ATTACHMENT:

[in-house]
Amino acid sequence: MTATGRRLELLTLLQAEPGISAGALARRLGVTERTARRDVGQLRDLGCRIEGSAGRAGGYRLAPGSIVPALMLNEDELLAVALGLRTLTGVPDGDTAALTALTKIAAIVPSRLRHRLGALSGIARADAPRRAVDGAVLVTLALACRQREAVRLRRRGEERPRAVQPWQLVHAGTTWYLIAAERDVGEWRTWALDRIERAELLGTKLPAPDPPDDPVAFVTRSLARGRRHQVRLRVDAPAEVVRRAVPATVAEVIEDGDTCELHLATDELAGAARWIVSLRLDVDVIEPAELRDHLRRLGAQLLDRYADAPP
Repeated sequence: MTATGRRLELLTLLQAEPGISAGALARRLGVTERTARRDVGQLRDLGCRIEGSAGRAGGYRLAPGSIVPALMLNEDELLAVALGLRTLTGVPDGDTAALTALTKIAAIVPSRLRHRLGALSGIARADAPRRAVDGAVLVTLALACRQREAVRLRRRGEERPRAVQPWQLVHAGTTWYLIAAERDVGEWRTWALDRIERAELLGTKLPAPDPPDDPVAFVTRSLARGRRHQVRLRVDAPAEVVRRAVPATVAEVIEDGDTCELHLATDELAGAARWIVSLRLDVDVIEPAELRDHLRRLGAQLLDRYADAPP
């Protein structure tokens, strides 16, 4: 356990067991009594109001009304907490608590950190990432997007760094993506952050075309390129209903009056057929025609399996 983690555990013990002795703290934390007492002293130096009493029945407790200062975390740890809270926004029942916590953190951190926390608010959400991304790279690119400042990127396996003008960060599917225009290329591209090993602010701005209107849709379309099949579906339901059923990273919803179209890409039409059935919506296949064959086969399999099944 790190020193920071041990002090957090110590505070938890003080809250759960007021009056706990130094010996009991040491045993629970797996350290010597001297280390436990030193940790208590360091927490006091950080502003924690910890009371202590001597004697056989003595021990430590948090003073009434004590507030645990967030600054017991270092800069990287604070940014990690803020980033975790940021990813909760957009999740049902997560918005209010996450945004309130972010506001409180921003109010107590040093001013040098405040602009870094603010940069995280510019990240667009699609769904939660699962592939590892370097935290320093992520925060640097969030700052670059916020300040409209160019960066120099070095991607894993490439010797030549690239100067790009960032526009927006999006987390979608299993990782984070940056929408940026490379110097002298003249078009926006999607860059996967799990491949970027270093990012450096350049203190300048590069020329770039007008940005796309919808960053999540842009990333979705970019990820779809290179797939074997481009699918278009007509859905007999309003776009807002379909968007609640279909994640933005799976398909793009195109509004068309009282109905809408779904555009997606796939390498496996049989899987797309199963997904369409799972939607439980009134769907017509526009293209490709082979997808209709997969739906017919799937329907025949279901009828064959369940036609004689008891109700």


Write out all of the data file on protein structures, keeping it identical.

[in-house]
Amino acid sequence: MTATGRRLELLTLLQAEPGISAGALARRLGVTERTARRDVGQLRDLGCRIEGSAGRAGGYRLAPGSIVPALMLNEDELLAVALGLRTLTGVPDGDTAALTALTKIAAIVPSRLRHRLGALSGIARADAPRRAVDGAVLVTLALACRQREAVRLRRRGEERPRAVQPWQLVHAGTTWYLIAAERDVGEWRTWALDRIERAELLGTKLPAPDPPDDPVAFVTRSLARGRRHQVRLRVDAPAEVVRRAVPATVAEVIEDGDTCELHLATDELAGAARWIVSLRLDVDVIEPAELRDHLRRLGAQLLDRYADAPP
Repeated sequence: MTATGRRLELLTLLQAEPGISAGALARRLGVTERTARRDVGQLRDLGCRIEGSAGRAGGYRLAPGSIVPALMLNEDELLAVALGLRTLTGVPDGDTAALTALTKIAAIVPSRLRHRLGALSGIARADAPRRAVDGAVLVTLALACRQREAVRLRRRGEERPRAVQPWQLVHAGTTWYLIAAERDVGEWRTWALDRIERAELLGTKLPAPDPPDDPVAFVTRSLARGRRHQVRLRVDAPAEVVRRAVPATVAEVIEDGDTCELHLATDELAGAARWIVSLRLDVDVIEPAELRDHLRRLGAQLLDRYADAPP
């Protein structure tokens, strides 16, 4: 356990067991009594109001009304907490608590950190990432997007760094993506952050075309390129209903009056057929025609399996 983690555990013990002795703290934390007492002293130096009493029945407790200062975390740890809270926004029942916590953190951190926390608010959400991304790279690119400042990127396996003008960060599917225009290329591209090993602010701005209107849709379309099949579906339901059923990273919803179209890409039409059935919506296949064959086969399999099944 790190020193920071041990002090957090110590505070938890003080809250759960007021009056706990130094010996009991040491045993629970797996350290010597001297280390436990030193940790208590360091927490006091950080502003924690910890009371202590001597004697056989003595021990430590948090003073009434004590507030645990967030600054017991270092800069990287604070940014990690803020980033975790940021990813909760957009999740049902997560918005209010996450945004309130972010506001409180921003109010107590040093001013040098405040602009870094603010940069995280510019990240667009699609769904939660699962592939590892370097935290320093992520925060640097969030700052670059916020300040409209160019960066120099070095991607894993490439010797030549690239100067790009960032526009927006999006987390979608299993990782984070940056929408940026490379110097002298003249078009926006999607860059996967799990491949970027270093990012450096350049203190300048590069020329770039007008940005796309919808960053999540842009990333979705970019990820779809290179797939074997481009699918278009007509859905007999309003776009807002379909968007609640279909994640933005799976398909793009195109509004068309009282109905809408779904555009997606796939390498496996049989899987797309199963997904369409799972939607439980009134769907017509526009293209490709082979997808209709997969739906017919799937329907025949279901009828064959369940036609004689008891109700």